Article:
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Small Businesses: Late Payments

Volume 662: debated on Thursday 20 June 2019

On 4 October 2018, we launched a call for evidence, asking for views on how to create a responsible payment culture for small business. I have published the full Government response to that call for evidence and placed copies in the Libraries of both Houses.

The Government are committed to supporting small and medium-sized enterprises (SMEs) to start well and grow, including a network of 38 growth hubs across England providing advice, guidance and support. As part of our industrial strategy we have an action plan to unlock over £20 billion of investment in innovative and high potential businesses. And where we see practices that unfairly constrain SMEs’ finance choices, we are prepared to act. For example, we recently removed a barrier that was preventing some SMEs from using invoice finance because of prohibitive contract terms imposed by their customers. This new measure is expected to provide a long-term boost to the UK economy worth almost £1 billion.

While there are a number of measures already in place to tackle late payment, from the prompt payment code, the ability to charge interest on late payments and increased transparency through the payment practices reporting duty, the call for evidence told us that there is more to do to improve the payment landscape. This is why I have announced that I will now take further and firmer action to tackle the scourge of late payments, while maintaining a holistic approach to culture change by using all of the avenues available to us in this space.

I will shortly be launching a consultation seeking views on strengthening the small business commissioner’s (hereafter “the commissioner”) ability to assist and advocate for small business in the area of late payments, through the provision of powers to compel the disclosure of information and seeking views on suitable sanctions for failure to comply.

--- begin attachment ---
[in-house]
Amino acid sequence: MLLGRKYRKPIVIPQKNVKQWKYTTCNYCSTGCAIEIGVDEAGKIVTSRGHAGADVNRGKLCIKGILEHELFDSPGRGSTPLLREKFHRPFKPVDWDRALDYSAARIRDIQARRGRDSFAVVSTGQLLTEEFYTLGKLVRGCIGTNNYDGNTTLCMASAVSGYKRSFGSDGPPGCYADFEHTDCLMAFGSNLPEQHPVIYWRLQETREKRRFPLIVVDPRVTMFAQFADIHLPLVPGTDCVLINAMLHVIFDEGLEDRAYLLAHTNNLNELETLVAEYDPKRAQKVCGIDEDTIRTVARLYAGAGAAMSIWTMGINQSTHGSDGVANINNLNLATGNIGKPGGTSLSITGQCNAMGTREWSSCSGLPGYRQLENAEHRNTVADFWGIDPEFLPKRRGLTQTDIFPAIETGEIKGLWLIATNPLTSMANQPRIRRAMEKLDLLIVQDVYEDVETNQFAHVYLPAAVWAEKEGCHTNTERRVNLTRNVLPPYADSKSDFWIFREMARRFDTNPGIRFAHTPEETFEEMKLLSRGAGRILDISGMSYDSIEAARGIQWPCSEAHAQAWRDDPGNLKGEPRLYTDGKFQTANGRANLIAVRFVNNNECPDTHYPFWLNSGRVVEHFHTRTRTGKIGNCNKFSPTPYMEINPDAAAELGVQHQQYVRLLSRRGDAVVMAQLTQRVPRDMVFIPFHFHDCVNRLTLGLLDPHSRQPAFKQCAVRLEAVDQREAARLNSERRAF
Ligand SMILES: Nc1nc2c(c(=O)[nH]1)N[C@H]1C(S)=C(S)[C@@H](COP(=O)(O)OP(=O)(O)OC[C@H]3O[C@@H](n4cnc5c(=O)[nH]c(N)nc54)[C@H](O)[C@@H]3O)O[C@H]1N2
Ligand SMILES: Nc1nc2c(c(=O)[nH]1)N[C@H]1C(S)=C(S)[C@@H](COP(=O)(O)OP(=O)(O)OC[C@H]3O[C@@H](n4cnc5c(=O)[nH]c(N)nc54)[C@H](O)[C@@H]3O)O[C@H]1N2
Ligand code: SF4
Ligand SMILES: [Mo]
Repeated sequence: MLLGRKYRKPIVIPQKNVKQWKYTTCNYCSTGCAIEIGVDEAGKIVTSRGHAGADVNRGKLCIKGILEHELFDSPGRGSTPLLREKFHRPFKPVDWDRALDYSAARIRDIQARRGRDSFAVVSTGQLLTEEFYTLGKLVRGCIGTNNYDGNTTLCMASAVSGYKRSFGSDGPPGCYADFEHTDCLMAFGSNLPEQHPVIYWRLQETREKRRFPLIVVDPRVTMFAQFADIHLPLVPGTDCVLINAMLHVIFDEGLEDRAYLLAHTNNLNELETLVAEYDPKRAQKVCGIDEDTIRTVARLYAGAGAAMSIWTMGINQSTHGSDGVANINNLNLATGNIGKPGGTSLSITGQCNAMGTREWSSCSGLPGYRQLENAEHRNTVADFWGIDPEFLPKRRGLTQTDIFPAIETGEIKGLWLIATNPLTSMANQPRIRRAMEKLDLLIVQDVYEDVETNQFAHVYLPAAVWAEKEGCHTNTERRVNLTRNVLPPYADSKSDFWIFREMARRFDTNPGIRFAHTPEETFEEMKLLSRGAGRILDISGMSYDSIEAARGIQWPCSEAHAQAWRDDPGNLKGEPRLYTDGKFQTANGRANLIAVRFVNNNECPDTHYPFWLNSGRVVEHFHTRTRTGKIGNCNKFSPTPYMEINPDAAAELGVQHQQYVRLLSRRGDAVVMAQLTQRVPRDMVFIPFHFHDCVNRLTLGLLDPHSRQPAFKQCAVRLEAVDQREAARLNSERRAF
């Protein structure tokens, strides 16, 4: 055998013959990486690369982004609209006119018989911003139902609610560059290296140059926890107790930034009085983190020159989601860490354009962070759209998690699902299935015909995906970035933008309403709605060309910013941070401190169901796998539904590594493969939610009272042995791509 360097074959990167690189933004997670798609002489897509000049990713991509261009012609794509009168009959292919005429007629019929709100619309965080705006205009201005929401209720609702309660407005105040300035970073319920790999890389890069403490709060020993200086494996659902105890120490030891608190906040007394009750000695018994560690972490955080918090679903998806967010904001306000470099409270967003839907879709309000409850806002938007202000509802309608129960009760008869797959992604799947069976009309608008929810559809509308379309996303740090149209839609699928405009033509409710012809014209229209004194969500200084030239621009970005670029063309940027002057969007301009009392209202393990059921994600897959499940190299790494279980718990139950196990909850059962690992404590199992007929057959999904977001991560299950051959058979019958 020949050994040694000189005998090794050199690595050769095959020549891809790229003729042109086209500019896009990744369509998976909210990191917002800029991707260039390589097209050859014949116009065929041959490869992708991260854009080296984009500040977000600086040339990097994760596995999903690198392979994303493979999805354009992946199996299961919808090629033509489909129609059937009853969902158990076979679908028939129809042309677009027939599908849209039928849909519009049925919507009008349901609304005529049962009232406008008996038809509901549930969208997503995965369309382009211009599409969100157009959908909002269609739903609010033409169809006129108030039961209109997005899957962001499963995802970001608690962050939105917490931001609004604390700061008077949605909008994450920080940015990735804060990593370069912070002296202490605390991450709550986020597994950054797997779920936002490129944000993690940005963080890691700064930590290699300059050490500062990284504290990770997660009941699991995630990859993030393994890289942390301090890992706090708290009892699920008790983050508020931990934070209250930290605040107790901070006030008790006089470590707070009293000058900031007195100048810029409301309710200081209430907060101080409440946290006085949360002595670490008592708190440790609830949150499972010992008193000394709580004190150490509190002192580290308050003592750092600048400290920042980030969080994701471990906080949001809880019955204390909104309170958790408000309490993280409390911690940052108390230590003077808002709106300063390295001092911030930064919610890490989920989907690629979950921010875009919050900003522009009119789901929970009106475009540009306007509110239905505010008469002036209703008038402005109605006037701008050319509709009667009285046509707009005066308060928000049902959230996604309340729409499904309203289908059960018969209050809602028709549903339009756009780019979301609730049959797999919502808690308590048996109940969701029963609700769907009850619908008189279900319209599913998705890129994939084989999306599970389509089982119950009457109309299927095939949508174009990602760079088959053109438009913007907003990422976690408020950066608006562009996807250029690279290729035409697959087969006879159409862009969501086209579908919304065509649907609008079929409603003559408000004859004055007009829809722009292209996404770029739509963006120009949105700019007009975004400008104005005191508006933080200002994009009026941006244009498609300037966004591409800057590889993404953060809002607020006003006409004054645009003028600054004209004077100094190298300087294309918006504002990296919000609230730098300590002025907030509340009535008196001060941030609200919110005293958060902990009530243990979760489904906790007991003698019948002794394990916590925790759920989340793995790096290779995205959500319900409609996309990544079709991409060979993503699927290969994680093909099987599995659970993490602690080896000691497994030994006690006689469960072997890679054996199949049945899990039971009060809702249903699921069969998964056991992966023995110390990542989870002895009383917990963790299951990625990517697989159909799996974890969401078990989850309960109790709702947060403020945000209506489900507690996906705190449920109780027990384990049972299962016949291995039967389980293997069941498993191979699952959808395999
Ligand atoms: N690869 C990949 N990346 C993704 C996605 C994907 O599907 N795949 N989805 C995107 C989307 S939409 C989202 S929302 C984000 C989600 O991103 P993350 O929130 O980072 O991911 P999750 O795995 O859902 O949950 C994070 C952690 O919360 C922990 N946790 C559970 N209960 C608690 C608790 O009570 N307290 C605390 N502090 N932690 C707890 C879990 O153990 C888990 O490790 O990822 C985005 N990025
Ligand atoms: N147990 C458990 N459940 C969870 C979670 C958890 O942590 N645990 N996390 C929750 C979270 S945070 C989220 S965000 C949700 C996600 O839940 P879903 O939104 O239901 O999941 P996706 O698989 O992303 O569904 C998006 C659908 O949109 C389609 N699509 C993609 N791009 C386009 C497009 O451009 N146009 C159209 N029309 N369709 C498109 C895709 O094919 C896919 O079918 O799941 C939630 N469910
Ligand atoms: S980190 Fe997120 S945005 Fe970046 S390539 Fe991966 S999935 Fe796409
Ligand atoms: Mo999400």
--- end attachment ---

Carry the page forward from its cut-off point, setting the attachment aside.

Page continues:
I have also announced that the responsibility of the voluntary prompt payment code is to move to the commissioner and be reformed: this will unify prompt payment measures with the commissioner and address weaknesses within the current code’s operation.

I will take a tough compliance approach to large companies who do not comply with the payment practices reporting duty. The legislation allows for the prosecution of those who do not comply and I will use this enforcement power against those who do not comply where necessary.

The Government will launch a business basics fund competition with funding of up to £1 million, which will encourage SMEs to utilise payment technology.

I also intend to establish a ministerially led group to bring together key Government Departments to act on improving prompt payment across both the public and private sectors.

We are working with UK Finance and the finance sector to review the role supply chain finance plays in fair and prompt payment, including the potential for an industry led standard for good practice in supply chain finance. We also want to bring greater transparency to how supply chain finance is reported in company accounts and assessed in audits, by working with the Financial Reporting Council to develop guidance and build it into their sampling of companies’ accounts.

Our modern industrial strategy aims to make Britain the best place to start and grow a business and removing barriers to growth is key to this. The response to the call for evidence and the package of measures I have announced will tackle the continuing issue of late payments to ensure this happens.